Lasting Powers of Attorney (LPAs) in English law were created under the Mental Capacity Act 2005 and came into effect on 1 October 2007. The LPA replaced the former Enduring Powers of Attorney (EPA) which were narrower in scope.
A Lasting Power of Attorney is a legal document that lets you (the ‘Donor’) appoint people (known as ‘Attorneys’) to make certain decisions on your behalf.
Their purpose is to meet the needs of those who can see a time ahead when they – in the words of the Act, will lack capacity – to look after their own personal and financial affairs. In addition to making a Will, many people draw up an LPA appointing a spouse or a family member to manage their financial affairs for them should they lose physical or mental capacity in the future.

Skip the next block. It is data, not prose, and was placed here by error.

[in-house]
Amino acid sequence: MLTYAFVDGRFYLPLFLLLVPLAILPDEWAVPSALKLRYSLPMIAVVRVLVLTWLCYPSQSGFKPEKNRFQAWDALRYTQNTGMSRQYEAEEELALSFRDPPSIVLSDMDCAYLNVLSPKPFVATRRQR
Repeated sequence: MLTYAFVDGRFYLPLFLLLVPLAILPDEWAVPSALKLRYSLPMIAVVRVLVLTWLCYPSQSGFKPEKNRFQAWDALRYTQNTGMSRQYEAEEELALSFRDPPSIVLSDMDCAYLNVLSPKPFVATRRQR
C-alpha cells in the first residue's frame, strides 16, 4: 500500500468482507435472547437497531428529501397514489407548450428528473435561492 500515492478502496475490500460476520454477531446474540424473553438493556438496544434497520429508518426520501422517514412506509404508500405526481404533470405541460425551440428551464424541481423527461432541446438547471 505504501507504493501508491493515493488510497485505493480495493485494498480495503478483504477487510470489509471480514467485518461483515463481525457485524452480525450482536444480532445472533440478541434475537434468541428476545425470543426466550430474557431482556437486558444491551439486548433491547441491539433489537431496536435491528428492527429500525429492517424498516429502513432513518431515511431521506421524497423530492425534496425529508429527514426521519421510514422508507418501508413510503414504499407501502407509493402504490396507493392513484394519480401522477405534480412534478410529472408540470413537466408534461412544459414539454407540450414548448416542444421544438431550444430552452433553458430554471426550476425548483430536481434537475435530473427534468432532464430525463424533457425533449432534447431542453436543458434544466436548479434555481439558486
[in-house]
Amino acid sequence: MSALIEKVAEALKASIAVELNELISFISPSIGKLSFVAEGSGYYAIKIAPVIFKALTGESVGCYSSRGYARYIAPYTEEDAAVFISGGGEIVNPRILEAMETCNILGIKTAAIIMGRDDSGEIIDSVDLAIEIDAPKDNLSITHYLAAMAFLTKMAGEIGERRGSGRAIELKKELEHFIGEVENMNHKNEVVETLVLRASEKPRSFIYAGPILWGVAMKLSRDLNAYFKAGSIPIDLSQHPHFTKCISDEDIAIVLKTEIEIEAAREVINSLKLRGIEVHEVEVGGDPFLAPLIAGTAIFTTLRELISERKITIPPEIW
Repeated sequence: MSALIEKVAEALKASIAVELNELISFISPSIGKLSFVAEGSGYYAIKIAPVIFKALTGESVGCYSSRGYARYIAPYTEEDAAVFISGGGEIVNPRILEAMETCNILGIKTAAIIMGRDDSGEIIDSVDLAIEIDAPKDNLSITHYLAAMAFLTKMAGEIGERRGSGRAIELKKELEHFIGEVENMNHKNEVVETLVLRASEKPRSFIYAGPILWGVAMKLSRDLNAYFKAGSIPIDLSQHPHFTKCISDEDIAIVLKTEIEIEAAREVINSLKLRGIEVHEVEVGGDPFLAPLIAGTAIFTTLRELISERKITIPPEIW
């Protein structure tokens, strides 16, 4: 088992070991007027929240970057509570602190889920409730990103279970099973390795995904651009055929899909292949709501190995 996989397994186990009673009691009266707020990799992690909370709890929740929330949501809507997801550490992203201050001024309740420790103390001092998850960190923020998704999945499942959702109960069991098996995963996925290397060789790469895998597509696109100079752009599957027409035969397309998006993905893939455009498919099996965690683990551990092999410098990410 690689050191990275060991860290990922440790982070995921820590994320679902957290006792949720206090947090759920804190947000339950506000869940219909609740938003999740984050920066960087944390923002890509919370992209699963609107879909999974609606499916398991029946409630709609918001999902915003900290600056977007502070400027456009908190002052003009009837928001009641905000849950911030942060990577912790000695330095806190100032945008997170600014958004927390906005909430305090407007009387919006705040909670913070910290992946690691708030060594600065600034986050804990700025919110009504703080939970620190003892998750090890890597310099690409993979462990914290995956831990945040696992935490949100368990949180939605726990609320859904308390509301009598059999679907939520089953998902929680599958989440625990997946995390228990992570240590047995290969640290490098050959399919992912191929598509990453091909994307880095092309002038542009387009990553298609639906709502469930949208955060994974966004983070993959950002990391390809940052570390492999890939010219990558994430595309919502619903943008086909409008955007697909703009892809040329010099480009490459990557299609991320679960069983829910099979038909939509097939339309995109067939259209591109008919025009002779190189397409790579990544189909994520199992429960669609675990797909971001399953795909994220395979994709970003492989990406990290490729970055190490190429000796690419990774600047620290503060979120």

In order to make an LPA, you must be 18 and over and have the mental capacity to understand what the LPA is and what the LPA will do. You can also subsequently revoke the LPA but only while you have the mentally capacity to do so.
There are 2 types of lasting power of attorney:
A health and welfare LPA;
A property and financial affairs LPA.